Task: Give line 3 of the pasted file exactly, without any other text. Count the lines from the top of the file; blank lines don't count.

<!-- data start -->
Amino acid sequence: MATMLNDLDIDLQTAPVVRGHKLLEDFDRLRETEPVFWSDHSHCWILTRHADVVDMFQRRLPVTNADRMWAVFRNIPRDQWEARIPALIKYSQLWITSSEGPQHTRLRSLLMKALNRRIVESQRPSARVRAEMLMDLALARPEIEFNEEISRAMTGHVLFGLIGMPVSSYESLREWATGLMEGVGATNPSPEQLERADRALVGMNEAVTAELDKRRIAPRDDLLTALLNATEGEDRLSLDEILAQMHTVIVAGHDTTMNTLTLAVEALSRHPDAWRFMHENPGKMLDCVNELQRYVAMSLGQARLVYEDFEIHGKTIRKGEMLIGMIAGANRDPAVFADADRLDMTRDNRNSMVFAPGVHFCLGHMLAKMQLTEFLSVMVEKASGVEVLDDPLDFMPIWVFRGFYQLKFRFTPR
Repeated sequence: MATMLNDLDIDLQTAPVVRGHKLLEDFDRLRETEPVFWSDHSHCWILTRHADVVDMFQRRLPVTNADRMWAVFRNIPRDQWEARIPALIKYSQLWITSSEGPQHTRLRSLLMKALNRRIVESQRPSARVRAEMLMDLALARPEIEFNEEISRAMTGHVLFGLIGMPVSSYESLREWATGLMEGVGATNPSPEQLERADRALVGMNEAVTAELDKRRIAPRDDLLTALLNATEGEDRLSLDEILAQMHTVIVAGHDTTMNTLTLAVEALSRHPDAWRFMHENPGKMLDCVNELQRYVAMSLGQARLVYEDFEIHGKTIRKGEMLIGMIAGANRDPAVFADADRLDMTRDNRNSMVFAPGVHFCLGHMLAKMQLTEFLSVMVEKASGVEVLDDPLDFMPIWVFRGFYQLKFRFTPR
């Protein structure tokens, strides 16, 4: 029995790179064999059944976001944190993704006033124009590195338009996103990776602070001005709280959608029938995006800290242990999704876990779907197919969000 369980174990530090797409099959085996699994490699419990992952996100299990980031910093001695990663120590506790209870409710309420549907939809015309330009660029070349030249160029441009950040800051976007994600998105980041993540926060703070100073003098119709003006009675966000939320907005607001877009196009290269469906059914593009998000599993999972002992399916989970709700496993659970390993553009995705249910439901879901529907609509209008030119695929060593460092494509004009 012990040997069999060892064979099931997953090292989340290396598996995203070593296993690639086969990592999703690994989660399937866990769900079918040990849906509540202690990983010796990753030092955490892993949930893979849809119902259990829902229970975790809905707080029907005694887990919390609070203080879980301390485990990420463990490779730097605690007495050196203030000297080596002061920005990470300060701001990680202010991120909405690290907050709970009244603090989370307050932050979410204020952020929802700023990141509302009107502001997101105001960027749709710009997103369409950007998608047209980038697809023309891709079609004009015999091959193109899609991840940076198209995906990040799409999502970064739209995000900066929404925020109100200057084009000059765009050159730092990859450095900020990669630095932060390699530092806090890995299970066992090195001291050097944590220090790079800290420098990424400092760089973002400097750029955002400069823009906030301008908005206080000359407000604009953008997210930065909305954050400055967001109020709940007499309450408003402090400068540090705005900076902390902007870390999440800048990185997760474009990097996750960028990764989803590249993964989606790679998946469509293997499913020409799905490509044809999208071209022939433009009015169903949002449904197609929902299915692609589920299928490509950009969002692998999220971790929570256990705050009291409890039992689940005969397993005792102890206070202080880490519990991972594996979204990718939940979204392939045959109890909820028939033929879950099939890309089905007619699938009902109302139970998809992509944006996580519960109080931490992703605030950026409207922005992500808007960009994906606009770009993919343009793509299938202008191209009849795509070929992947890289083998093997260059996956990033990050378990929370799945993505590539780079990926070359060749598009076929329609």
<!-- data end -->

């Protein structure tokens, strides 16, 4: 029995790179064999059944976001944190993704006033124009590195338009996103990776602070001005709280959608029938995006800290242990999704876990779907197919969000 369980174990530090797409099959085996699994490699419990992952996100299990980031910093001695990663120590506790209870409710309420549907939809015309330009660029070349030249160029441009950040800051976007994600998105980041993540926060703070100073003098119709003006009675966000939320907005607001877009196009290269469906059914593009998000599993999972002992399916989970709700496993659970390993553009995705249910439901879901529907609509209008030119695929060593460092494509004009 012990040997069999060892064979099931997953090292989340290396598996995203070593296993690639086969990592999703690994989660399937866990769900079918040990849906509540202690990983010796990753030092955490892993949930893979849809119902259990829902229970975790809905707080029907005694887990919390609070203080879980301390485990990420463990490779730097605690007495050196203030000297080596002061920005990470300060701001990680202010991120909405690290907050709970009244603090989370307050932050979410204020952020929802700023990141509302009107502001997101105001960027749709710009997103369409950007998608047209980038697809023309891709079609004009015999091959193109899609991840940076198209995906990040799409999502970064739209995000900066929404925020109100200057084009000059765009050159730092990859450095900020990669630095932060390699530092806090890995299970066992090195001291050097944590220090790079800290420098990424400092760089973002400097750029955002400069823009906030301008908005206080000359407000604009953008997210930065909305954050400055967001109020709940007499309450408003402090400068540090705005900076902390902007870390999440800048990185997760474009990097996750960028990764989803590249993964989606790679998946469509293997499913020409799905490509044809999208071209022939433009009015169903949002449904197609929902299915692609589920299928490509950009969002692998999220971790929570256990705050009291409890039992689940005969397993005792102890206070202080880490519990991972594996979204990718939940979204392939045959109890909820028939033929879950099939890309089905007619699938009902109302139970998809992509944006996580519960109080931490992703605030950026409207922005992500808007960009994906606009770009993919343009793509299938202008191209009849795509070929992947890289083998093997260059996956990033990050378990929370799945993505590539780079990926070359060749598009076929329609």